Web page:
A Weaver-Poet and the Plague

Labor, Poverty, and the Household in Shakespeares London

By (author) Scott Oldenburg

Hardback - £79.95

Publication date:

14 September 2020

Length of book:

284 pages

Publisher

Penn State University Press

ISBN-13: 9780271087153

William Muggins, an impoverished but highly literate weaver-poet, lived and wrote in London at the turn of the seventeenth century, when few of his contemporaries could even read. A Weaver-Poet and the Plague’s microhistorical approach uses Muggins’s life and writing, in which he articulates a radical vision of a commonwealth founded on labor and mutual aid, as a gateway into a broader narrative about London’s “middling sort” during the plague of 1603.

In debt, in prison, and at odds with his livery company, Muggins was forced to move his family from the central London neighborhood called the Poultry to the far poorer and more densely populated parish of St. Olave’s in Southwark. It was here, confined to his home as that parish was devastated by the plague, that Muggins wrote his minor epic, London’s Mourning Garment, in 1603. The poem laments the loss of life and the suffering brought on by the plague but also reflects on the social and economic woes of the city, from the pains of motherhood and childrearing to anxieties about poverty, insurmountable debt, and a system that had failed London’s most vulnerable. Part literary criticism, part microhistory, this book reconstructs Muggins’s household, his reading, his professional and social networks, and his proximity to a culture of radical religion in Southwark.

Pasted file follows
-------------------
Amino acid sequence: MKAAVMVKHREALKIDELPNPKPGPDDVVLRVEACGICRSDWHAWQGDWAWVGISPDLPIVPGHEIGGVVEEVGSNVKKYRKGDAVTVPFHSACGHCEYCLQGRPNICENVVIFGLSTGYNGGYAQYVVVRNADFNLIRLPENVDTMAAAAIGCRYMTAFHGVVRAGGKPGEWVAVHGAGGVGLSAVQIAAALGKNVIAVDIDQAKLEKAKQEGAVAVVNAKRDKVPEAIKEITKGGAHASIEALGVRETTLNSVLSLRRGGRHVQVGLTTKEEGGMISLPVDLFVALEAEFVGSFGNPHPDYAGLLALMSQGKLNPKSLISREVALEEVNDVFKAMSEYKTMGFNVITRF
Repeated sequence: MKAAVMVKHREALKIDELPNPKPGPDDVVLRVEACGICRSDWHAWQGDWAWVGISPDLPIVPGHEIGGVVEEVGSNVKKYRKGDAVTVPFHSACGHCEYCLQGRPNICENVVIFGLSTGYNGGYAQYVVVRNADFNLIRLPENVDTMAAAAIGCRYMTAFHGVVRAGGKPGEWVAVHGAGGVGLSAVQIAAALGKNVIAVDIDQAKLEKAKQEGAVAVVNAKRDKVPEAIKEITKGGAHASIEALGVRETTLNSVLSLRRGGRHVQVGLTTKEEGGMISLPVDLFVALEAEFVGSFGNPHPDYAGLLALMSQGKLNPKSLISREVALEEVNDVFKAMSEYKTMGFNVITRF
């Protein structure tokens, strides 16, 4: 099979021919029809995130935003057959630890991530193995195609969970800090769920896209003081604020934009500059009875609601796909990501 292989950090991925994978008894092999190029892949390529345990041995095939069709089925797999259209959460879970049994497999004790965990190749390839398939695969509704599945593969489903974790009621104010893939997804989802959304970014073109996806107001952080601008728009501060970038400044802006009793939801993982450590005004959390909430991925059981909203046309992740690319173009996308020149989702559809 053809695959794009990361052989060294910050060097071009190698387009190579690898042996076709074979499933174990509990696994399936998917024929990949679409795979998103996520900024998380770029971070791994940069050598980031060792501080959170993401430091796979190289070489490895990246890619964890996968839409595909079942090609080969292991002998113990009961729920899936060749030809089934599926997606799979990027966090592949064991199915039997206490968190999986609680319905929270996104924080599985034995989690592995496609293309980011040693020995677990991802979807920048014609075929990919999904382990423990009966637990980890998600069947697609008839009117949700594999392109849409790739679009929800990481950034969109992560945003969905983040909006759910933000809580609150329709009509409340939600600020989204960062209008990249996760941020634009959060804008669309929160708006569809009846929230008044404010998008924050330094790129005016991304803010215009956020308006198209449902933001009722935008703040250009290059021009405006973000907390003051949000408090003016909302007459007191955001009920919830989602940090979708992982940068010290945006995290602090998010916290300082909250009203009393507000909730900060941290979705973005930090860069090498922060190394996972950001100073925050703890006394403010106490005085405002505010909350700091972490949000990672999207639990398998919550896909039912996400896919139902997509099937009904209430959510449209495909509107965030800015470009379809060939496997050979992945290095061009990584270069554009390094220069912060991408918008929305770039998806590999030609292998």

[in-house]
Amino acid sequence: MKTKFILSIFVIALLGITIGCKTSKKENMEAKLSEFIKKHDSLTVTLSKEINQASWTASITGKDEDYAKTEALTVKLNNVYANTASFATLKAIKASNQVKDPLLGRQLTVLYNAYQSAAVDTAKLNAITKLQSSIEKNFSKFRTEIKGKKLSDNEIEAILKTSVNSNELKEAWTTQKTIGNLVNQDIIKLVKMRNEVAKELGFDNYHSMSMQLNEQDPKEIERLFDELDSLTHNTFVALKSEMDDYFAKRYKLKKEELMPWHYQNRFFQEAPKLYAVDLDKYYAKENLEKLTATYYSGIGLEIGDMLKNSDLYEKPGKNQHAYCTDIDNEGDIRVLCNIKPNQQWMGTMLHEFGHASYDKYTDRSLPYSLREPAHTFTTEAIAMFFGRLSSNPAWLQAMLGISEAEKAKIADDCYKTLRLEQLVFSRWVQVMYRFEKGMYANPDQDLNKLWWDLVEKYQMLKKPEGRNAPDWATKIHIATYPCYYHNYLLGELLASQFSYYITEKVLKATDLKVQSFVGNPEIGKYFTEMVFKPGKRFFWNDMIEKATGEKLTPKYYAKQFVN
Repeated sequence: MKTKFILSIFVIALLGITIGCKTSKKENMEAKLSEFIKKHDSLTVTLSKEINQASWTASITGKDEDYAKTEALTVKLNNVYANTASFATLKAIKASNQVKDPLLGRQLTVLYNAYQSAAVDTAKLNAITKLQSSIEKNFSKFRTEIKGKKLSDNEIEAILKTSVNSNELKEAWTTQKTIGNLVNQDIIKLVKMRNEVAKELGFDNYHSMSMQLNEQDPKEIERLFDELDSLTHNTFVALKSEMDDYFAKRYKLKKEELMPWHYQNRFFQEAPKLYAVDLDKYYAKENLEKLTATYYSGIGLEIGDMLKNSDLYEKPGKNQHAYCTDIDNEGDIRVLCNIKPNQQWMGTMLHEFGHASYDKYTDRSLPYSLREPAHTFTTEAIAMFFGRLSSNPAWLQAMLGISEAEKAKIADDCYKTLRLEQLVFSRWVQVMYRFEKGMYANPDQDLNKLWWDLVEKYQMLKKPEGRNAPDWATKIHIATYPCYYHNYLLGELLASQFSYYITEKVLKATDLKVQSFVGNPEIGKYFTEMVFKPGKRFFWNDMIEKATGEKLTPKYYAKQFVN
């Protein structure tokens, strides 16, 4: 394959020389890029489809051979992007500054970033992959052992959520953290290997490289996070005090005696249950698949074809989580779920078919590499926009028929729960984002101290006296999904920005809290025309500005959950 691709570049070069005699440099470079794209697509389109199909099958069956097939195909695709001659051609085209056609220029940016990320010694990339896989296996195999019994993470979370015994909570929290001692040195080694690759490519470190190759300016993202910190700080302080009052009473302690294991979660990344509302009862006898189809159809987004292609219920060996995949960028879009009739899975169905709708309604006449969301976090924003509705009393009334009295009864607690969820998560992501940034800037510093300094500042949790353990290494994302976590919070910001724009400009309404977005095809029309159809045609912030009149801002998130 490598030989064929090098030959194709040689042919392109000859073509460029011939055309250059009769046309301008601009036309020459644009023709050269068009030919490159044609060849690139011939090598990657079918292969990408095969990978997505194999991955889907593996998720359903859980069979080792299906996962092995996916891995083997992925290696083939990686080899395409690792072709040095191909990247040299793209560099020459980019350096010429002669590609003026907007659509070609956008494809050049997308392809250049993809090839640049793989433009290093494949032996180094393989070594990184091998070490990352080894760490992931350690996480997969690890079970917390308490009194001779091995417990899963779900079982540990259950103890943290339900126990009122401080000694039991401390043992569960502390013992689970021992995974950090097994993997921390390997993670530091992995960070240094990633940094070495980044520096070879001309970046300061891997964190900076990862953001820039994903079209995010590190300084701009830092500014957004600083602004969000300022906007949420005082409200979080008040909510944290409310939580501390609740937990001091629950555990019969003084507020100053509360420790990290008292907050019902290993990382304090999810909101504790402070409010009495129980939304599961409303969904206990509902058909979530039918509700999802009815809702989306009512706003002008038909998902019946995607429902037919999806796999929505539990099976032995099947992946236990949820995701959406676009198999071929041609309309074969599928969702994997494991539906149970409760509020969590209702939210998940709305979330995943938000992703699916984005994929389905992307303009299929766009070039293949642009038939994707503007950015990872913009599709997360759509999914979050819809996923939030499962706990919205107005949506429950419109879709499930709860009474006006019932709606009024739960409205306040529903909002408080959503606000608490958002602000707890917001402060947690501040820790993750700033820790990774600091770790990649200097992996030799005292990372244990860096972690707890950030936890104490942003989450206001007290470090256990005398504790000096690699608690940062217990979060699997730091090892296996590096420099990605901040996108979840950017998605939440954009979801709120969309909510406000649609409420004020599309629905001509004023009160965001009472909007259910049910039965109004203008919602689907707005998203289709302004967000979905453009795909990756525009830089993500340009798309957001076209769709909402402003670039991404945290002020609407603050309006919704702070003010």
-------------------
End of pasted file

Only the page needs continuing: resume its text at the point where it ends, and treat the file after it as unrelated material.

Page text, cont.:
Featuring an appendix with a complete version of London’s Mourning Garment, this volume presents a street-level view of seventeenth-century London that gives agency and voice to a class that is often portrayed as passive and voiceless.

A Weaver-Poet and the Plague interacts expertly with primary sources and secondary literature about the plague, the labor of poor men and women in early modern London, grief and gender. This original book offers a fascinating reading of the weaver William Muggins’s poem London’s Mourning Garment (1603) and a compelling microhistory of this poet in relation to his social network. Oldenburg offers a fresh perspective on a ‘nonaristocratic aesthetics’ of low and middling sorts of poets and prose writers.”

—Jennifer C. Vaught, author of Architectural Rhetoric in Shakespeare and Spenser